Neuroscientist Susumu Tonegawa reversed signs of depression in male mice by injecting a light-sensitive gene into memory cells and activating those cells with a stream of blue light, and he believes advancements in engineering could also allow humans to be cured of depression by flipping a switch. Tonegawa and other researchers at MIT's Center for Neural Circuit Genetics have also shown that the physical traces of memories are stored in discrete circuits of cells called memory engrams. The Washington Post (tiered subscription model) (3/3)
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Intermittent fasting becomes more popular as diet option
Intermittent fasting diets have become more popular, and studies in mice and humans have shown that they can reduce biomarkers for diabetes, cancer and heart disease. Additional benefits seen in mice include lower risk of neurodegenerative diseases and longer life spans. Fasting lowers insulin and insulinlike growth factor-1 levels, putting the body into a standby state that might have a protective effect on cells, says Valter Longo, the director of the Longevity Institute at the University of Southern California. The New York Times (free-article access for SmartBrief readers) (3/7)
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Other News
Animal Health
Veterinarians, physicians partner on oncology research
Veterinarians at North Carolina State University's College of Veterinary Medicine have formed the Consortium for Canine Comparative Oncology with physicians at the nearby Duke Cancer Institute to compare human and animal treatments. Owners can enroll their dogs in clinical trials, including one that will test a therapy for dogs with oral melanoma, which is similar to mucosal melanoma in humans. The News & Observer (Raleigh, N.C.) (3/3)
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Modern medicine helps zoo animals survive longer
Elephant.
(John Macdougall/AFP/Getty Images)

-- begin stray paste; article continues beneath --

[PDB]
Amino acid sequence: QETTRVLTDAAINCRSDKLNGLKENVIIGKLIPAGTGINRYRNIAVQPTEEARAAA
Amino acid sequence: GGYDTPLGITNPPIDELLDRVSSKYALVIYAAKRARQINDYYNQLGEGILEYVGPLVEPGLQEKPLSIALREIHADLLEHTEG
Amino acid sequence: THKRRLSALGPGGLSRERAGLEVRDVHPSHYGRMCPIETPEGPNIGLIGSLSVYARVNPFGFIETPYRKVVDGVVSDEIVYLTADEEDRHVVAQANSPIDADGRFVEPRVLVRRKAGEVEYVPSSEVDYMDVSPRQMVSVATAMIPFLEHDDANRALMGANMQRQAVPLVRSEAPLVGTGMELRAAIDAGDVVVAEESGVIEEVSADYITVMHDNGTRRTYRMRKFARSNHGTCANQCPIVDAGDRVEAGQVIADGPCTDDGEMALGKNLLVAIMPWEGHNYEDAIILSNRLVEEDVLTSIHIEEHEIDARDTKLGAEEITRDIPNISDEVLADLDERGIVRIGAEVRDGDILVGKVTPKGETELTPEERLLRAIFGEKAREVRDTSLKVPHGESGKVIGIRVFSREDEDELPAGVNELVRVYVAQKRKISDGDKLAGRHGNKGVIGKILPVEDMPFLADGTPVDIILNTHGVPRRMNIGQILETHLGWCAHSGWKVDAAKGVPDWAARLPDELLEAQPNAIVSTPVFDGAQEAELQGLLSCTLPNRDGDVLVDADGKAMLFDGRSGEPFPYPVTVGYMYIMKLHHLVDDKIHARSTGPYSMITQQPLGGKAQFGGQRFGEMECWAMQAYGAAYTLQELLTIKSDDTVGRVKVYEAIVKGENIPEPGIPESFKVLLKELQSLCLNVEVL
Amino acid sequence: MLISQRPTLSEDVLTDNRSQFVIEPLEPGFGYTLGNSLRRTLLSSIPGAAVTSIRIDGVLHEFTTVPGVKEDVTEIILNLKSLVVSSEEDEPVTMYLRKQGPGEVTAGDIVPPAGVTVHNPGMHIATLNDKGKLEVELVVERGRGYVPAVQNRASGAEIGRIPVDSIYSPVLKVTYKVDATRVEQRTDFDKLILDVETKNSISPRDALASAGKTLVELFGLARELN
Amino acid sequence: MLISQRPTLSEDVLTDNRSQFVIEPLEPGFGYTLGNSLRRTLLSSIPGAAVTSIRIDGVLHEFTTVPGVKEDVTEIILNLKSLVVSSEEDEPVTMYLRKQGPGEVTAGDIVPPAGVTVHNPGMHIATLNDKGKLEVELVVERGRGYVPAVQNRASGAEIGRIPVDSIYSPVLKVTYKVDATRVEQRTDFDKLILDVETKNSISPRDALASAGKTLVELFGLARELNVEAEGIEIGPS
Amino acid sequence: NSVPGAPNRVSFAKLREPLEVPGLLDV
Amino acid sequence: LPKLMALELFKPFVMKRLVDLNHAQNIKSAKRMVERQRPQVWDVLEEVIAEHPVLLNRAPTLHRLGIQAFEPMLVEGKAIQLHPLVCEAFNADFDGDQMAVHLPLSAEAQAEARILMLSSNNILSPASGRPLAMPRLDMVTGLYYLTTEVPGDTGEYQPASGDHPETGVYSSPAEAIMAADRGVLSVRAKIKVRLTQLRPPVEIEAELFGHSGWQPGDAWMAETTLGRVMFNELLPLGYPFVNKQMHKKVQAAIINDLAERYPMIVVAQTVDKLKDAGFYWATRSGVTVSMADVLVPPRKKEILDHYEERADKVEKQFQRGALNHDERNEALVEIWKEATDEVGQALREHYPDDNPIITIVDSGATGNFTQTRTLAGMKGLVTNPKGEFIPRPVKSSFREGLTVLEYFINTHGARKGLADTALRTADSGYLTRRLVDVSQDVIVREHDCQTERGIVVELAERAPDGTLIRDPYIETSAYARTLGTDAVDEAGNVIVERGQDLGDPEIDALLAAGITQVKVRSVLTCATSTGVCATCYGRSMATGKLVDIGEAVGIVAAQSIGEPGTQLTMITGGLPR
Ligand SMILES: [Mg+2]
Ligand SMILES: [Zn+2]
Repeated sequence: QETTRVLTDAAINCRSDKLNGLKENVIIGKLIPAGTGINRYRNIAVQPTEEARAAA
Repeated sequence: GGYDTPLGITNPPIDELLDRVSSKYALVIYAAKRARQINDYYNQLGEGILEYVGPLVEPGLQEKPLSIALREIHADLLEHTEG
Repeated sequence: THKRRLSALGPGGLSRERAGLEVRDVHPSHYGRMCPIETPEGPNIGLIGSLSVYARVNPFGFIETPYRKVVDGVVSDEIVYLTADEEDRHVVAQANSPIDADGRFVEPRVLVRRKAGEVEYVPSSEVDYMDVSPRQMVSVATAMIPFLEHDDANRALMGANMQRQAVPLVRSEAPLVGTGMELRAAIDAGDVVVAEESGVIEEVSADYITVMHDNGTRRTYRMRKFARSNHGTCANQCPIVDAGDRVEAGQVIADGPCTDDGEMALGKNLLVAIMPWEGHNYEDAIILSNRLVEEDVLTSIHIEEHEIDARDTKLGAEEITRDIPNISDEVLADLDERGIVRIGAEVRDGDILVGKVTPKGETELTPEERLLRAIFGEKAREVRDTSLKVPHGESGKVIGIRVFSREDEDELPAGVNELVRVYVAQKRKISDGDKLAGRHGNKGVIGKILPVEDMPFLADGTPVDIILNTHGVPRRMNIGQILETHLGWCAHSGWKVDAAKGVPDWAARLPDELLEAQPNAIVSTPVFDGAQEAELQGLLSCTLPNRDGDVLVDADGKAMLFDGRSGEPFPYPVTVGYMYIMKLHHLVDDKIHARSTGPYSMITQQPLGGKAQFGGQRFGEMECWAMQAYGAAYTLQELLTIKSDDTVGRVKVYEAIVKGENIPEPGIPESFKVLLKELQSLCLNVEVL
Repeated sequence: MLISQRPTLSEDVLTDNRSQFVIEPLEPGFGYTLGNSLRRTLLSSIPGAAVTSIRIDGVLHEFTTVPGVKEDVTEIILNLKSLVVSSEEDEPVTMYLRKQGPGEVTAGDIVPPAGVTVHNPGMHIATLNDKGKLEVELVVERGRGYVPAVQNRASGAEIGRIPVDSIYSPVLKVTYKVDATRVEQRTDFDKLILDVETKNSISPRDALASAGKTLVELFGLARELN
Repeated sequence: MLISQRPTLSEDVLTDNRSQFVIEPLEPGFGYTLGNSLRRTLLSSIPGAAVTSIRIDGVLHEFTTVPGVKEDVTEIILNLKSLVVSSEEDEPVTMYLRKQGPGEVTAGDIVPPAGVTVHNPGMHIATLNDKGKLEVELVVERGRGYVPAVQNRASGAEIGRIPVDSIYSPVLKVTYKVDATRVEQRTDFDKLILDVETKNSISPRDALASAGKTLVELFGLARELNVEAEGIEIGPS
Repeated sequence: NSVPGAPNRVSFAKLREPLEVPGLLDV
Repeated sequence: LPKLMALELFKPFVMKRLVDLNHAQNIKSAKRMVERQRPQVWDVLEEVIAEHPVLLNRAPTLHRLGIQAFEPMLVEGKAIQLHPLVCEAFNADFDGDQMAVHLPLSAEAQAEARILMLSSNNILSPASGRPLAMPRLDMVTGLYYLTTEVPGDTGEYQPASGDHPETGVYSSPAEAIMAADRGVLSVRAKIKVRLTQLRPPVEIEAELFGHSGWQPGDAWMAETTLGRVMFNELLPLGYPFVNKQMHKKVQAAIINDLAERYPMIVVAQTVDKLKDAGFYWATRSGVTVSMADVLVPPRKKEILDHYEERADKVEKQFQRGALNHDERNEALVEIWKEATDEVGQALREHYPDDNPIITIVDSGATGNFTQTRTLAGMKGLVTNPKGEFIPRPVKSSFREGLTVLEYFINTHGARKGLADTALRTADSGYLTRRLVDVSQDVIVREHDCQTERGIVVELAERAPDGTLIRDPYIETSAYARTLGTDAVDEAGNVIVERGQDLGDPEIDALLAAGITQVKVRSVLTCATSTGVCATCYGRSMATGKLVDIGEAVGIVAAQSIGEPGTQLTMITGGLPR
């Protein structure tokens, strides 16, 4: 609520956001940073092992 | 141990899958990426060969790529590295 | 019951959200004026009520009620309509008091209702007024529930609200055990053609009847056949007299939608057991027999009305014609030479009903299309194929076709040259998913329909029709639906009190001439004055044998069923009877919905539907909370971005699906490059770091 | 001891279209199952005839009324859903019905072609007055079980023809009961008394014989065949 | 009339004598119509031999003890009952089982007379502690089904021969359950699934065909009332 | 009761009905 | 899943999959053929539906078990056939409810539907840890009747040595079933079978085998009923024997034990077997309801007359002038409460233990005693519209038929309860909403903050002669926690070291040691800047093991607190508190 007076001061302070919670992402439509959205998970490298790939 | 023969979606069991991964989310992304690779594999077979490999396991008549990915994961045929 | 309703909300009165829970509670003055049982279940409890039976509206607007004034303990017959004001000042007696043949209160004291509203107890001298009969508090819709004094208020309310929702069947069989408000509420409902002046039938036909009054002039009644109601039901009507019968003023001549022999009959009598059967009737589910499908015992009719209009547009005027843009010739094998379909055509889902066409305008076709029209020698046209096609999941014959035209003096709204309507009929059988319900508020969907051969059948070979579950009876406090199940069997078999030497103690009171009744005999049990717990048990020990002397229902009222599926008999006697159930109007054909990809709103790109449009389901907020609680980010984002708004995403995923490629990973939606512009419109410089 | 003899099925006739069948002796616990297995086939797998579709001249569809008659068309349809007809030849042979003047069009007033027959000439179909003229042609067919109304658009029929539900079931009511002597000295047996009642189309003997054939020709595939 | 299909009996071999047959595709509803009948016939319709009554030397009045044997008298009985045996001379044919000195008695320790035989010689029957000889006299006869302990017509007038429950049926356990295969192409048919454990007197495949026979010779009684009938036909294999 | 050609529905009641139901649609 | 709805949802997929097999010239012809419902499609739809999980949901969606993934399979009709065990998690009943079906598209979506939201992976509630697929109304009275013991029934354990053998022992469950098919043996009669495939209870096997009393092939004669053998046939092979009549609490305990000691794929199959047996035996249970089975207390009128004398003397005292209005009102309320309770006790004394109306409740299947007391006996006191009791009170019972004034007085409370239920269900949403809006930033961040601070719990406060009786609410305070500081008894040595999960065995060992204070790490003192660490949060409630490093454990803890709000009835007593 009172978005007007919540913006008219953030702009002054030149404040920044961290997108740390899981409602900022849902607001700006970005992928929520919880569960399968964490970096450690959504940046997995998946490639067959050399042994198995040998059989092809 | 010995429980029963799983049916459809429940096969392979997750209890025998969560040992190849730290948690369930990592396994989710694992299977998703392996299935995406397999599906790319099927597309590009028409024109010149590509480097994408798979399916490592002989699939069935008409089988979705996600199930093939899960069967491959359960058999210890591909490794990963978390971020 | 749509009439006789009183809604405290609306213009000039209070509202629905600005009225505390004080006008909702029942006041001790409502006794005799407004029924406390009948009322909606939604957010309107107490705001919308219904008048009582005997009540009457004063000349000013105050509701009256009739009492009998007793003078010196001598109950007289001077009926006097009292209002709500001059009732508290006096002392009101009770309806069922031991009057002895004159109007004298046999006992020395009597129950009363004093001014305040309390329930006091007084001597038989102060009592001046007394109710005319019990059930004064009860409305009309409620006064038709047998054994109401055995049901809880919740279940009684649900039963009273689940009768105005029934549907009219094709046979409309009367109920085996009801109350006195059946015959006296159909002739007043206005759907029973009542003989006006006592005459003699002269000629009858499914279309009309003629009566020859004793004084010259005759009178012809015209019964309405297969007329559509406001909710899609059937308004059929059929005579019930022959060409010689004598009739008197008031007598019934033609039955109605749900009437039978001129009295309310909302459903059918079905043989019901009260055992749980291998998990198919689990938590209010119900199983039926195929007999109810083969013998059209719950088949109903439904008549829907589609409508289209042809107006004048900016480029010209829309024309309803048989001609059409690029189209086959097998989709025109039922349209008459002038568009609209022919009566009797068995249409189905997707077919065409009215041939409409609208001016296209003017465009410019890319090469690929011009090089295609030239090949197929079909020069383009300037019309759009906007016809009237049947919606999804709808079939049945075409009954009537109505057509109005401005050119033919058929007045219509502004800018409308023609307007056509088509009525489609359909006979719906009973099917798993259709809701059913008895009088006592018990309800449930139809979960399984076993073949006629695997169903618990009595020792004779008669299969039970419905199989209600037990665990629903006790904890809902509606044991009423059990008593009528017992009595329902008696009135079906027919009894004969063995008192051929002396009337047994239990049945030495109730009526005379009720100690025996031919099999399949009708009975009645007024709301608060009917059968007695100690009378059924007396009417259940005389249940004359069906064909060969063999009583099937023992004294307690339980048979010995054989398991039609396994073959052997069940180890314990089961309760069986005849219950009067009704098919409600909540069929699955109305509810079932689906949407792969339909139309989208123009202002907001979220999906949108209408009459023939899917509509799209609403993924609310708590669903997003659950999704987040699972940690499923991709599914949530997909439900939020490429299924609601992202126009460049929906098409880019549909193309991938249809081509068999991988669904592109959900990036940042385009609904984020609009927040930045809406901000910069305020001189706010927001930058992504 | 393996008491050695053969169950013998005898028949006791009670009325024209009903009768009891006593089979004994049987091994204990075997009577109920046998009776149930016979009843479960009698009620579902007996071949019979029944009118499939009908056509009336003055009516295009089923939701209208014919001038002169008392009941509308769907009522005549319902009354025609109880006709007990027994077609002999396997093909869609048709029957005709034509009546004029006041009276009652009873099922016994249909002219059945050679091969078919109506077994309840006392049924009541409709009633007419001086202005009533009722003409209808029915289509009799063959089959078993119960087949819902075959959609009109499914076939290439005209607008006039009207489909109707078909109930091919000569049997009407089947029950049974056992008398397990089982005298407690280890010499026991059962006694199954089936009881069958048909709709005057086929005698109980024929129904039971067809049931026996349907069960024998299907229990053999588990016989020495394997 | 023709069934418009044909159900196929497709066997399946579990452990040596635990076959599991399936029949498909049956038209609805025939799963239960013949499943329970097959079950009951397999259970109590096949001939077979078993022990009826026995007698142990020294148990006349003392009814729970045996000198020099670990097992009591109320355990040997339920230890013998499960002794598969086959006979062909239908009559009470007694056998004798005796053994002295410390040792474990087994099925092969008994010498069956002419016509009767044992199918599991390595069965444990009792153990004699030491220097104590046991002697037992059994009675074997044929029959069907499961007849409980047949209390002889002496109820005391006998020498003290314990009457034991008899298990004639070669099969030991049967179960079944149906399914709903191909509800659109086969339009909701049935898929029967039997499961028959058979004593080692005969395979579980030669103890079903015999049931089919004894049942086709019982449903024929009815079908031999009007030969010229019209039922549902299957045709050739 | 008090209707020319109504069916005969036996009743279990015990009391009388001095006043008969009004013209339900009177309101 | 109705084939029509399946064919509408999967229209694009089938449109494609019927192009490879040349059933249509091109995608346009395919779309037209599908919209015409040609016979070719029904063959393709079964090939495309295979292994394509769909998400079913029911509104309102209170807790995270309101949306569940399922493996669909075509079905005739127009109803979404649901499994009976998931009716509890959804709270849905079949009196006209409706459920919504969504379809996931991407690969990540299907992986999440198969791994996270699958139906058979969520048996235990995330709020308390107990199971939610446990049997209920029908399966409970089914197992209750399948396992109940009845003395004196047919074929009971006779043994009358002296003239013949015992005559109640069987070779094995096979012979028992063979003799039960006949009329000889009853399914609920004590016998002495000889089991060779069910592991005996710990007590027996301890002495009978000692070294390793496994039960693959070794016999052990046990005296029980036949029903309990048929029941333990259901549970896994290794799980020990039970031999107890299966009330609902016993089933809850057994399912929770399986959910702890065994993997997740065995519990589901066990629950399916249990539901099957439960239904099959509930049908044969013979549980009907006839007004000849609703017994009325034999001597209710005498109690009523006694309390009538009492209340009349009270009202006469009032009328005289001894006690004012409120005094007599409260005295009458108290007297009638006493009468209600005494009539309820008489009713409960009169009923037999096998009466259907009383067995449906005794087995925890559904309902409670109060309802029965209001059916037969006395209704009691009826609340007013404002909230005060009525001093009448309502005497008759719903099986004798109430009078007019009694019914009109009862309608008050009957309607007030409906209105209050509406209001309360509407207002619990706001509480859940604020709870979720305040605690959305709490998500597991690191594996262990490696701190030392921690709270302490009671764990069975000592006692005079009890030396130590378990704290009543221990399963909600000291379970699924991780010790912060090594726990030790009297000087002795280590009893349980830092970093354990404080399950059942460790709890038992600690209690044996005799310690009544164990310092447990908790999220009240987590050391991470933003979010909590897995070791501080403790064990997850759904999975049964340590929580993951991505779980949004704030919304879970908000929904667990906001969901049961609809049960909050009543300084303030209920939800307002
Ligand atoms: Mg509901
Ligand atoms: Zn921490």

Zoo and aquarium animals are living longer than in the past thanks to improvement in care, but many suffer the same maladies that people do as they age, including joint deterioration, cancer, osteoporosis and kidney failure. Many animals are given treatments developed for humans, allowing them to live even longer. Zoos are compiling data on average life expectancies and developing policies for end-of-life care. Chicago Tribune (tiered subscription model) (3/4)
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FBR News
Share your organization's animal research policy statement
In 2015, Speaking of Research began collecting the animal research policy statements of institutions in Europe, North America and Australia and featuring them on its website. The goal is to have a central location where every animal research policy statement can be easily accessed. More than 200 policy statements or public-facing Web pages are now up on Speaking of Research's website. Is your institution's statement among them? If not, we encourage you to submit the statement.
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A legacy of support for science
Did you know Nancy Reagan was a strong advocate for Alzheimer's disease research? Read more about Mrs. Reagan's legacy of support for biomedical research in FBR's latest blog post.
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-- Miguel de Unamuno,
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The Foundation for Biomedical Research (FBR) is the nation’s oldest and largest non-profit dedicated to improving human and animal health by promoting public understanding and support for biomedical research. Our mission is to educate people about the essential role animal research plays in the quest for medical advancements, treatments and cures for both people and animals.